A Childhood Dining Experience @ Shatin Court, Pasir Puteh, IpohDecember 1, 2012 | 4,780 views
Curry Fish Fillet – Loaded with filleted grouper, tomatoes, brinjals, ladies fingers, ‘tau pok’ (beancurd) and onions
If you grew up around the neighbourhood of Pasir Puteh/Pasir Pinji, you must have dined here at least once before. Shatin Court by the traffic lights before you reach Pengkalan and the further realms of Pasir Puteh.
A food court with partial al fresco arrangement, the place would be normally packed during dinner hours, and when we were kids, my brother and I absolutely fell head over heels for the Lemon chicken dish served by one of the stalls here. (The other noteworthy lemon chicken being served at Soon Lee, an air-conditioned restaurant that used to be on Jalan Temenggong near to SMK Jalan Pasir Puteh; my alma mater!)
Fast forward two decades later, and the name Shatin Court has vanished. But … what of my Lemon Chicken dish?
Ding Hao Restaurant took over the entire food court, more than just a stall at the side of the entrance. Heck, this was MORE than just a stall in their defense; this was THE most prominent one as you walk in into the premise.
The name Ding Hao may sound familiar since they had a few outlets in Tesco hypermarkets before; named Ting Hoe or of similar tone. Then they sold them off, apparently, and concentrate on this sole moolah-churning venture here in this friendlier environment.
You don’t go to malls or hypermarkets for a good meal, do you?
Signature Deep Fried Seafood Beancurd with Garlic Chili Sauce
As far as I can remember, our usual ‘dai chow’ haunt used to be at the back of the food court; if you’re walking in from the entrance towards the main road, then you walk until the right end corner. The stall used to be run by the parents of a schoolmate’s.
And apparently, the stall is still there. But I cannot recall their faces anymore …. the two decades of separation must have destroyed all resemblance and recognition.
Thus, we ended up eating at Ding Hao; this stall serving ‘dai chow’ dishes and the lady effortlessly rambled off a slew of signature dishes. Or could be the easier ones to master and whip up in a jiffy since most tables ordered practically the same ensemble.
Mixed Mushrooms with Vegetables in a Fermented Red Beancurd Sauce
Service was excellent; almost bullet-fast. The kitchen could easily cater to a larger crowd than this; plus with patrons ordering other street eats from the other stalls; the cooks have no qualms delivering their masterful creations in mere minutes. Seriously.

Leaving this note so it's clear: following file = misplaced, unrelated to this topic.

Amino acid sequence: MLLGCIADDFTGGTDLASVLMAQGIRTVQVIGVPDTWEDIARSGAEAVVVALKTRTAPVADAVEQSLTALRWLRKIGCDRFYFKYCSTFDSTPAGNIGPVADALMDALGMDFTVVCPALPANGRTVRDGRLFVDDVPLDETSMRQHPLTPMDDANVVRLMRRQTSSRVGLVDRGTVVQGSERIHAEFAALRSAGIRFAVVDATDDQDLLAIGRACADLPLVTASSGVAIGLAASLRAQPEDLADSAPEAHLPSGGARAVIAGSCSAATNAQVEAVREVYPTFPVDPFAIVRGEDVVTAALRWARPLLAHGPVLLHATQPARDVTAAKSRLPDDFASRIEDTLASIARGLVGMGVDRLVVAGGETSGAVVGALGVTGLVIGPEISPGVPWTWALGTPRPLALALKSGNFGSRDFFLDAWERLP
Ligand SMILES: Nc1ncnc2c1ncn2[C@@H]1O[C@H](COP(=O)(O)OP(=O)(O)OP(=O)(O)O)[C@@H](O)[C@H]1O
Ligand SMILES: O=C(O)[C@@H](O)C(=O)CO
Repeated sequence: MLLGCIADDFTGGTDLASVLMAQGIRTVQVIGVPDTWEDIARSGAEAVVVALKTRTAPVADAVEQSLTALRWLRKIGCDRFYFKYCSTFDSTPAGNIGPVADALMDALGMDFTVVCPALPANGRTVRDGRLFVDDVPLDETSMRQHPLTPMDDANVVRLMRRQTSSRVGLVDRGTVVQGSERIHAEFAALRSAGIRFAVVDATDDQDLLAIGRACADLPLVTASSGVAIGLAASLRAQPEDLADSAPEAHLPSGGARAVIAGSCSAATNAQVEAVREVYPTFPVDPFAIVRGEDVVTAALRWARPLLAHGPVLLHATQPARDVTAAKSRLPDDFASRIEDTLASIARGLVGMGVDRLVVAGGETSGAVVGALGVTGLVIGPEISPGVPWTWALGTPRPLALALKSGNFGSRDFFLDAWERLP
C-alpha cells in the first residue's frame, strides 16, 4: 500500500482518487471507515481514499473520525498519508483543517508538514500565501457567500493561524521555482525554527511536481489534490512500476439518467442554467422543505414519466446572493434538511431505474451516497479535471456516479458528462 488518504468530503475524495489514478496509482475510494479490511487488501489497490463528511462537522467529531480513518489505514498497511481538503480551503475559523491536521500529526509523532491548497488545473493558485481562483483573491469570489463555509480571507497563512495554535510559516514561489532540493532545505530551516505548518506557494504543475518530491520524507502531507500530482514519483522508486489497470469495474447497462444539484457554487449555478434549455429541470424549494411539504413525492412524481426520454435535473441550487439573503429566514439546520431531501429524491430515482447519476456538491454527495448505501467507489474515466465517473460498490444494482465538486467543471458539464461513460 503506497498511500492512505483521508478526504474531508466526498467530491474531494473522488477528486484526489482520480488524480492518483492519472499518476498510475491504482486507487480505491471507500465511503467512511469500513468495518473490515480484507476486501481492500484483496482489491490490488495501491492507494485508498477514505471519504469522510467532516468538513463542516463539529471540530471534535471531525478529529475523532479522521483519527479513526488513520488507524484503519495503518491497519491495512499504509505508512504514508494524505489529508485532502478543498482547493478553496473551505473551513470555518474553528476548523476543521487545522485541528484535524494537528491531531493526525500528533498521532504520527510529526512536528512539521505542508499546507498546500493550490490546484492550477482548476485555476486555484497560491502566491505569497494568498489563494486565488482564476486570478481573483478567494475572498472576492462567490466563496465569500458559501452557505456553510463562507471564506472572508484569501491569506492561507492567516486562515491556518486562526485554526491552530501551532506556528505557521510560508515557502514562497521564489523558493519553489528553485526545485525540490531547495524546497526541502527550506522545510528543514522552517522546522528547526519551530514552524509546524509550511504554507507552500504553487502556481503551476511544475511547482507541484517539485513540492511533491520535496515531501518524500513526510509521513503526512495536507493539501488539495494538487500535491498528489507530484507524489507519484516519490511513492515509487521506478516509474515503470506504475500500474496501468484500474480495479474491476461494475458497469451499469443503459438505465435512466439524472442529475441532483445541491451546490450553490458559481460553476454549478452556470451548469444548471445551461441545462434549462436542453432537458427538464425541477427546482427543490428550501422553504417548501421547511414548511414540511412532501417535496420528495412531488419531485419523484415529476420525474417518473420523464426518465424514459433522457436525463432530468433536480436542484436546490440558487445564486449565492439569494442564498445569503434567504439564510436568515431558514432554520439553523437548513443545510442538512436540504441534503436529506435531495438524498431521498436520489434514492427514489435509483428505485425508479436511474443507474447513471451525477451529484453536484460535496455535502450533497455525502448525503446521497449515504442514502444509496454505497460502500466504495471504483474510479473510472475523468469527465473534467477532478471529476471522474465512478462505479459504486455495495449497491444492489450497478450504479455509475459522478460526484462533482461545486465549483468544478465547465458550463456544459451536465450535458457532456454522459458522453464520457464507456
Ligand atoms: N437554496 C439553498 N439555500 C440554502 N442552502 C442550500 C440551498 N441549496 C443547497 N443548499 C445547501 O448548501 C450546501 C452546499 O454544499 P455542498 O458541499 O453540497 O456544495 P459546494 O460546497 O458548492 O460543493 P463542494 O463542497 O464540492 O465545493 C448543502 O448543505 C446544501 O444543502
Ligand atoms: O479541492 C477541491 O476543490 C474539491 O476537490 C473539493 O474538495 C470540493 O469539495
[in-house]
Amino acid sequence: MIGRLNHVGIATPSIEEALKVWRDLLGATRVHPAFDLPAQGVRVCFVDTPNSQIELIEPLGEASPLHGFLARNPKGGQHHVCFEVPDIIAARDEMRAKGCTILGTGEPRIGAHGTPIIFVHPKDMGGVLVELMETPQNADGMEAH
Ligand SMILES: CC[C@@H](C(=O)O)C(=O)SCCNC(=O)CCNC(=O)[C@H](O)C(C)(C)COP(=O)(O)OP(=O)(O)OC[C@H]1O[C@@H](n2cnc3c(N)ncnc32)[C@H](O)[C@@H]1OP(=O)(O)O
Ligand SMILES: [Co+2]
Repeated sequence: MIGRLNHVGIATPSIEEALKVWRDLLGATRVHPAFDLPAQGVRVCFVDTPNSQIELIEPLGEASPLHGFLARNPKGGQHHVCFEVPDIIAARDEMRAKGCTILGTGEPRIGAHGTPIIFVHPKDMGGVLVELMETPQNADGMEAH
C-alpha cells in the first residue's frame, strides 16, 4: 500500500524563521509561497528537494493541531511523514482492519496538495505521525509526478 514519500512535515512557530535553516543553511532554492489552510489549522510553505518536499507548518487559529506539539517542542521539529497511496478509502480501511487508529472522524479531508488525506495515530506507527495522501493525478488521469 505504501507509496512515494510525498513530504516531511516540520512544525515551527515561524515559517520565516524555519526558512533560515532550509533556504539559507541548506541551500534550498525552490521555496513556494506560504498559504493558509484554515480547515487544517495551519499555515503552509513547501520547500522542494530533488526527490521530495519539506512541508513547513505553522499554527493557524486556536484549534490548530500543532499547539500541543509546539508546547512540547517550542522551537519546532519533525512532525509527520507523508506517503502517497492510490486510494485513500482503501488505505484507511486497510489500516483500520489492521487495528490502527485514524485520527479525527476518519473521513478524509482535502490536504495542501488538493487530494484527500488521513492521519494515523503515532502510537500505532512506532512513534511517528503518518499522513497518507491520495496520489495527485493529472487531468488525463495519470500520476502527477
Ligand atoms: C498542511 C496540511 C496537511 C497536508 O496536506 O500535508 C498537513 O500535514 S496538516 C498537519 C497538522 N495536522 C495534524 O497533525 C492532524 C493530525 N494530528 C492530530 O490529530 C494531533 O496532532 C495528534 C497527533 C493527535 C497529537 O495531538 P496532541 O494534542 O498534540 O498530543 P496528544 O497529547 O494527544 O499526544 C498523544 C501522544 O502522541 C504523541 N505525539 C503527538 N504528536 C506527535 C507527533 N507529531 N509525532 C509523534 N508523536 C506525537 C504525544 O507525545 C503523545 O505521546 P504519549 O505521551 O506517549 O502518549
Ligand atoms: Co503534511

And so we shared a large bowl of curry fish fillets (since some in the family preferred more flesh than boney fish heads); cooked in a deliciously-creamy, spicy with the barest hint of sweetness curry and the usual combination of tomatoes, brinjals, ladies fingers (okra) and onions. Typical Chinese style of curries that won’t burn a hole in the roof of your mouth, yet pleasantly aromatic and leaving a subtle nuance of kick as you scoop them along. In short? Delicious. It’s no wonder almost every table had a bowl to share.
The deep fried seafood beancurd served with a chili sauce dip was passable, suiting a child’s palate for fried foods more than anything. Tongue-scalding hot when served, hence best to practise caution when bingeing on these. The platter of stir-fried mixed mushrooms in a nam-yee (fermented red beancurd paste) base would have fared very well had Grandma tagged alone. And as Mum said; “In this time and age, it’s very rare to see a restaurant doing this; and on top of that doing it so well.”
Couldn’t agree more.
And then came the dish I was anticipating for. Although deep at the back of my mind I knew that this was NOT the same stall that served us the incredibly mind-blowing (we were kids back then, so anything sweet and sour would have been deemed heavenly!) Lemon Chicken, yet I had to test the waters with Ding Hao’s rendition.
A pile of batter-coated fried chicken chopped into bite-size pieces, seated precariously atop a pool of thick sauce laden with lemon-goodness.
Appeared to be pretty artificial, the yellowish-tint, gooey and all, but a bite of the wonderfully marinated fried chicken (hint of five spice powder present); deep fried to a crispy finish and the sweet and sour sauce lending a refreshing zing to the meat? I was sold.
The meal came to RM58/USD19 for four of us. Very reasonable, as the portions were not skimpy while the taste was definitely right up our alley. I could go on and on about how I embrace good ‘dai chow’ restaurants that serve unpretentious servings and charge reasonably, but why don’t YOU tell your part of the story? 🙂
Share with me and let’s put faith back in street-style Chinese eateries like this.
RESTORAN DING HAO (non-Halal)
Lot 29057, Jalan Pasir Puteh,
31650 Ipoh, Perak, Malaysia.
Tel No : +6016-520 3323, +6016-550 8105
Opens for dinner.
At the junction of the traffic lights that connect Jalan Pasir Puteh and Jalan Bunga Raya.
GPS Coordinates :4.565249,101.078573